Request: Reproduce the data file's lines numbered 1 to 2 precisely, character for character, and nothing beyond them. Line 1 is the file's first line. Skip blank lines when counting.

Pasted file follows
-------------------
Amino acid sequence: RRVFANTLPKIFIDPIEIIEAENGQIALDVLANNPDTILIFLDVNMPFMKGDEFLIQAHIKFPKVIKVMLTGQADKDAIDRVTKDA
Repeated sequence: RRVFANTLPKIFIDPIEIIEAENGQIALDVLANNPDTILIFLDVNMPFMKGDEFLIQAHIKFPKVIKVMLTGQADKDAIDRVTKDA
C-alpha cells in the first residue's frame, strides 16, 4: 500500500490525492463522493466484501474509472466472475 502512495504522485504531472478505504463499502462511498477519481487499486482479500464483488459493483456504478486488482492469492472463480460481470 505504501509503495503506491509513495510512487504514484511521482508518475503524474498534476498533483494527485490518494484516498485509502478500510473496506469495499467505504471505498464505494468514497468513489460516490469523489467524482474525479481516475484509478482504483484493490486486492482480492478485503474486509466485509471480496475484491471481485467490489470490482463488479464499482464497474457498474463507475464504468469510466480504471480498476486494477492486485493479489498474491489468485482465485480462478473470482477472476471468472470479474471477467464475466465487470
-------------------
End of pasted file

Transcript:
Amino acid sequence: RRVFANTLPKIFIDPIEIIEAENGQIALDVLANNPDTILIFLDVNMPFMKGDEFLIQAHIKFPKVIKVMLTGQADKDAIDRVTKDA
Repeated sequence: RRVFANTLPKIFIDPIEIIEAENGQIALDVLANNPDTILIFLDVNMPFMKGDEFLIQAHIKFPKVIKVMLTGQADKDAIDRVTKDA